7. Mann, Charles. “The Book That Incited a Worldwide Fear of Overpopulation.” Smithsonian Magazine. January/ February 2018. Accessed April 29, 2021. https://www.smithsonianmag.com/innovation/book-incited-worldwide-fear-overpopulation-180967499/ ^
  8. Mann, Charles. “The Book That Incited a Worldwide Fear of Overpopulation.” Smithsonian Magazine. January/ February 2018. Accessed April 29, 2021. https://www.smithsonianmag.com/innovation/book-incited-worldwide-fear-overpopulation-180967499/ ^
  9. Mann, Charles. “The Book That Incited a Worldwide Fear of Overpopulation.” Smithsonian Magazine. January/ February 2018. Accessed April 29, 2021. https://www.smithsonianmag.com/innovation/book-incited-worldwide-fear-overpopulation-180967499/ ^
  10. Mann, Charles. “The Book That Incited a Worldwide Fear of Overpopulation.” Smithsonian Magazine. January/ February 2018. Accessed April 29, 2021. https://www.smithsonianmag.com/innovation/book-incited-worldwide-fear-overpopulation-180967499/ ^
  11. Mann, Charles. “The Book That Incited a Worldwide Fear of Overpopulation.” Smithsonian Magazine. January/ February 2018. Accessed April 29, 2021. https://www.smithsonianmag.com/innovation/book-incited-worldwide-fear-overpopulation-180967499/ ^
  12. Rao, Nina “30 Years of ZPG.” Population Connection. 1998. Accessed April 29, 2021.  https://www.populationconnection.org/us/30-years-of-zpg/ ^
  13. Rao, Nina “30 Years of ZPG.” Population Connection. 1998. Accessed April 29, 2021.  https://www.populationconnection.org/us/30-years-of-zpg/ ^
  14. Rao, Nina “30 Years of ZPG.” Population Connection. 1998. Accessed April 29, 2021.  https://www.populationconnection.org/us/30-years-of-zpg/ ^
  15. Rao, Nina “30 Years of ZPG.” Population Connection. 1998. Accessed April 29, 2021.  https://www.populationconnection.org/us/30-years-of-zpg/ ^
  16. Rao, Nina “30 Years of ZPG.” Population Connection. 1998. Accessed April 29, 2021.  https://www.populationconnection.org/us/30-years-of-zpg/ ^
  17. Rao, Nina “30 Years of ZPG.” Population Connection. 1998. Accessed April 29, 2021.  https://www.populationconnection.org/us/30-years-of-zpg/ ^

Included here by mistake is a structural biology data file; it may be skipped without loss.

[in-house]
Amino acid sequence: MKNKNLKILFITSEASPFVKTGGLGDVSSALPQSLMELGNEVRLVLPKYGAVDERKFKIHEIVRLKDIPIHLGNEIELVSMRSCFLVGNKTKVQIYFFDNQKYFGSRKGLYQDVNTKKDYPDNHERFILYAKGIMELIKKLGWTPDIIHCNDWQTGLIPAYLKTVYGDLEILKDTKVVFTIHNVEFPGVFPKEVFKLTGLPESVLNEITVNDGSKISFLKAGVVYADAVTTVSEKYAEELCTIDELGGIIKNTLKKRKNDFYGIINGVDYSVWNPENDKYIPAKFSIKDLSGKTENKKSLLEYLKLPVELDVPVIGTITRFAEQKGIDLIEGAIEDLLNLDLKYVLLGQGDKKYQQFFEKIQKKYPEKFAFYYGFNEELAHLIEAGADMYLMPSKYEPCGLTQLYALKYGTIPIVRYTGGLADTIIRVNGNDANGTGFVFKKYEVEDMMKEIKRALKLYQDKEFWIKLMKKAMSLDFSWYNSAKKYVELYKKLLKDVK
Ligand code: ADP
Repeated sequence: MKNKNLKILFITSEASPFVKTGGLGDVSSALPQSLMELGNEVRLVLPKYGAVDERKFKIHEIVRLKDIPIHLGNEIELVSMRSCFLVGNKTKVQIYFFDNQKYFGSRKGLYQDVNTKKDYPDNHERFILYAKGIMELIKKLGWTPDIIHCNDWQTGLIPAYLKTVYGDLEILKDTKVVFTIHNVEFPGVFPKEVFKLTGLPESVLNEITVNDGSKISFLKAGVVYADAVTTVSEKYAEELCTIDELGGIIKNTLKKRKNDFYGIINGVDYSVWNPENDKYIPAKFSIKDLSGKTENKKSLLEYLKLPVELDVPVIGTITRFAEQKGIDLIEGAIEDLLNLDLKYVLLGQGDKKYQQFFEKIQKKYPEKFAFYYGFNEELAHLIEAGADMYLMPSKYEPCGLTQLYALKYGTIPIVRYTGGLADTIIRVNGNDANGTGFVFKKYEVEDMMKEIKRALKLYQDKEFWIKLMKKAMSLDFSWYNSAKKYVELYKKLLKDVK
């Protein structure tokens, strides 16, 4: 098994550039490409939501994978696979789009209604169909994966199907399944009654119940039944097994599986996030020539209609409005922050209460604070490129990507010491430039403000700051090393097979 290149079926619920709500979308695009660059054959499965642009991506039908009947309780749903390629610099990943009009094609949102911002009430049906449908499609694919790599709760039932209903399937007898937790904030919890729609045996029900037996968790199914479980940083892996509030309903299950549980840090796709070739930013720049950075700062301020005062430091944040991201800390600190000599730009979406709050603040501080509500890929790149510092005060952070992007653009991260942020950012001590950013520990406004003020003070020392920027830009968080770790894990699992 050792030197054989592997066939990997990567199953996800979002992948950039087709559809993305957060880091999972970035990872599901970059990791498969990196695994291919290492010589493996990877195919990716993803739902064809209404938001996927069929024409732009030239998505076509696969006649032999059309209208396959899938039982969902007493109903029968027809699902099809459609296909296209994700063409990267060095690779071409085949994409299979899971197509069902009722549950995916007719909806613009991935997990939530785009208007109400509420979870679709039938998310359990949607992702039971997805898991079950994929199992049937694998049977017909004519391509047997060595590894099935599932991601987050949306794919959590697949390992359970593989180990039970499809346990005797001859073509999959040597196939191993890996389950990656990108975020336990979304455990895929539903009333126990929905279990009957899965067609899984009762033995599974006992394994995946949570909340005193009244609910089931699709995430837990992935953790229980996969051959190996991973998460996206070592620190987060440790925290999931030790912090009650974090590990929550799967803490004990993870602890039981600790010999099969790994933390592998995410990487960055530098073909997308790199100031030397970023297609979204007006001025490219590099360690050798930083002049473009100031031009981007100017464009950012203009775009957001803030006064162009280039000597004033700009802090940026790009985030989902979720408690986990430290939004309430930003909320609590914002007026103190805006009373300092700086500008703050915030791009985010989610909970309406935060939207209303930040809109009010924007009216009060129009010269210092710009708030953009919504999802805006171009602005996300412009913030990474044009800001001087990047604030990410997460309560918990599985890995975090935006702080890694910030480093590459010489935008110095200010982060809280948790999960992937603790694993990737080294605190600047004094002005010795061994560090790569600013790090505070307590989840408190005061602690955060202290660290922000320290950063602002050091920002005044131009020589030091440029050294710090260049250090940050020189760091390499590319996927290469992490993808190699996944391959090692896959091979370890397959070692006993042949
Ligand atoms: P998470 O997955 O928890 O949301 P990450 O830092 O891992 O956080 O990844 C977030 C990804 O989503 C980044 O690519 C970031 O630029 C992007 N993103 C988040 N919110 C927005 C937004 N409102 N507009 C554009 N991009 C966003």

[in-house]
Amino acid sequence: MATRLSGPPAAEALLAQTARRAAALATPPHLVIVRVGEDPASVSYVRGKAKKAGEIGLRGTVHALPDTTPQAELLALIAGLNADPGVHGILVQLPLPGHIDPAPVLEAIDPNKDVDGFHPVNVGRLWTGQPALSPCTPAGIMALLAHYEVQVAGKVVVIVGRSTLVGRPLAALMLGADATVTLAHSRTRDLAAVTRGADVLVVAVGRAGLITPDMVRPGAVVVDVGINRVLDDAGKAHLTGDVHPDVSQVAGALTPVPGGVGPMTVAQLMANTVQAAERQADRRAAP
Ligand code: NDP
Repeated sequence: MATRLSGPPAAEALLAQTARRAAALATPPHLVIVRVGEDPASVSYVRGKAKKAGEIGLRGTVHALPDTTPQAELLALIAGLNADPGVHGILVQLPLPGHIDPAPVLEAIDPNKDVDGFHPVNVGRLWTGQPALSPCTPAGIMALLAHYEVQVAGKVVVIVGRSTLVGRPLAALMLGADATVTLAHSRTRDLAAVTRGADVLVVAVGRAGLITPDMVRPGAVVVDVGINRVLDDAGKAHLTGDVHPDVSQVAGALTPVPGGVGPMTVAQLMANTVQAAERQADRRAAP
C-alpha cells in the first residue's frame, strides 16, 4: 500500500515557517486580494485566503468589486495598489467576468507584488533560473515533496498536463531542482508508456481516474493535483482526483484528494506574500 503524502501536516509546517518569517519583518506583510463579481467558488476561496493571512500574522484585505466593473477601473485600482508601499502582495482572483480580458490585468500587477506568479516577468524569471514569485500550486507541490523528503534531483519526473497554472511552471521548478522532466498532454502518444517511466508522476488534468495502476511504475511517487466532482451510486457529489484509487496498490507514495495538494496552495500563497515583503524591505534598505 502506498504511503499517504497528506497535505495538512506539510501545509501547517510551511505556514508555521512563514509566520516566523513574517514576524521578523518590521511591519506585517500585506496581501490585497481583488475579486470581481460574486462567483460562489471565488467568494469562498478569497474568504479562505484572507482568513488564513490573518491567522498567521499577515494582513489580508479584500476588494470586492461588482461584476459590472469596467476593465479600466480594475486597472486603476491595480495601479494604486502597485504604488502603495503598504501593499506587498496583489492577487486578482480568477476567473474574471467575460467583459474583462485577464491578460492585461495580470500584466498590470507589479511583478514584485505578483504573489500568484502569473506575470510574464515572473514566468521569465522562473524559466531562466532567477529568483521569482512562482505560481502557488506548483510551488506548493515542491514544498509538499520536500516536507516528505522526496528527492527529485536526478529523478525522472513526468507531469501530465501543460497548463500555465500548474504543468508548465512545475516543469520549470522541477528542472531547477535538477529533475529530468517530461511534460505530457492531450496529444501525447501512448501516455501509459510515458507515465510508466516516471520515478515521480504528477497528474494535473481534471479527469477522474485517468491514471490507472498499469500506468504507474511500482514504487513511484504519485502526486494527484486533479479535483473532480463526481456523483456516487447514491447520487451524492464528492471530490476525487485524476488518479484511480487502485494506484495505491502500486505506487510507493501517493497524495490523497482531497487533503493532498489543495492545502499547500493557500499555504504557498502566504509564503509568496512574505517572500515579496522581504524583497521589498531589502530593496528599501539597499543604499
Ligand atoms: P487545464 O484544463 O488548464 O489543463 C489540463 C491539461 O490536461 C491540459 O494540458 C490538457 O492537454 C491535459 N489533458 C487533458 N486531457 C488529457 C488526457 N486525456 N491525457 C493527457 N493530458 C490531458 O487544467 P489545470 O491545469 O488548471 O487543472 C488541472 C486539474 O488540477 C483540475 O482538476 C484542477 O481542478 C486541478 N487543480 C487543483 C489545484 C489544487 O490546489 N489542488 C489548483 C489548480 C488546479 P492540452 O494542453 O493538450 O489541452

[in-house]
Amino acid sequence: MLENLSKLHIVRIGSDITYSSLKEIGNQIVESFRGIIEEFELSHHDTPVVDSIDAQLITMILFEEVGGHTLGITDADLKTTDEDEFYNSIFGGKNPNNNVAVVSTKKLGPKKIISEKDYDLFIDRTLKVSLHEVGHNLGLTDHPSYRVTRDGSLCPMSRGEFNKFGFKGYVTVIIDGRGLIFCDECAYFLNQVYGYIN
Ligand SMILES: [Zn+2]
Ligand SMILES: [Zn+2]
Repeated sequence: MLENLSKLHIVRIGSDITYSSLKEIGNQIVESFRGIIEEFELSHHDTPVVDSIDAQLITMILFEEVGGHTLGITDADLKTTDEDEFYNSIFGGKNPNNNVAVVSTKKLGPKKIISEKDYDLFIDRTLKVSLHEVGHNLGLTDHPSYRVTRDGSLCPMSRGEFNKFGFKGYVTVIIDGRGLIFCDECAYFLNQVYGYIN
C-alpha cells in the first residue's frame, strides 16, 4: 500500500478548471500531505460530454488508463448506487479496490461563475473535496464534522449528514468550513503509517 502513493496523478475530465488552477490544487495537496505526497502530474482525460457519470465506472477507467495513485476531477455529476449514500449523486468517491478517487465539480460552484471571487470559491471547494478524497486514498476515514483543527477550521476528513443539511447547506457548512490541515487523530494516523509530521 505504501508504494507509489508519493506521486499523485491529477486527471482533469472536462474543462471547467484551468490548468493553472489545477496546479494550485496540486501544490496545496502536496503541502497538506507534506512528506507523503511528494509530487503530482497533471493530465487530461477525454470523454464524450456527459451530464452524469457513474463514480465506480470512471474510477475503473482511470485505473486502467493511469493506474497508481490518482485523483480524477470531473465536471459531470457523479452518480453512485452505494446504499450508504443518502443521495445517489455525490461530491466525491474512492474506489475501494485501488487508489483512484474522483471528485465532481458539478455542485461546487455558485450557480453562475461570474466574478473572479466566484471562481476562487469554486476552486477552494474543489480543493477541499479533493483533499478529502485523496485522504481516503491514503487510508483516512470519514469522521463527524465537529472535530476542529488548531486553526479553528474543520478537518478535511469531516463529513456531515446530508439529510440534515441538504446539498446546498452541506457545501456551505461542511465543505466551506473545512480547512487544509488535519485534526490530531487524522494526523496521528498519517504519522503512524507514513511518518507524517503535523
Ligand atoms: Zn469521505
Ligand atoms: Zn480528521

18. Rao, Nina “30 Years of ZPG.” Population Connection. 1998. Accessed April 29, 2021.  https://www.populationconnection.org/us/30-years-of-zpg/ ^
  19. Rao, Nina “30 Years of ZPG.” Population Connection. 1998. Accessed April 29, 2021.  https://www.populationconnection.org/us/30-years-of-zpg/ ^
  20. “Mission and Programs.” Population Connection. Accessed April 29, 2021. https://www.populationconnection.org/us/mission-and-programs/ ^
  21. “Population Education.” Population Connection. Accessed April 29, 2021. https://www.populationconnection.org/populationeducation/ ^
  22. “Articles, Fact Sheets, Book Lists.” Population Connection. Accessed April 29, 2021. https://populationeducation.org/curriculum-and-resources/articles-factsheets-book-lists/ ^
  23. “Get Involved.” Population Connection. Accessed April 29, 2021. https://www.populationconnection.org/getinvolved/ ^
  24. Wulfhorst, Ellen. “Biden win seen as green light for women’s reproductive rights.” Reuters. November 7, 2020. Accessed April 29, 2021.

    https://www.reuters.com/article/us-usa-election-women-abortion-trfn-idUSKBN27N0SG ^

  25. “Advocate.” Population Connection. Accessed April 29, 2021. https://www.populationconnection.org/advocate/ ^
  26. “S.142 – Global Health, Empowerment and Rights Act.” Congress.gov. Accessed April 29, 2021.  https://www.congress.gov/bill/117th-congress/senate-bill/142?q=%7B%22search%22%3A%5B%22Global+Health%2C+Empowerment+and+Rights+Act%22%5D%7D&s=2&r=1 ^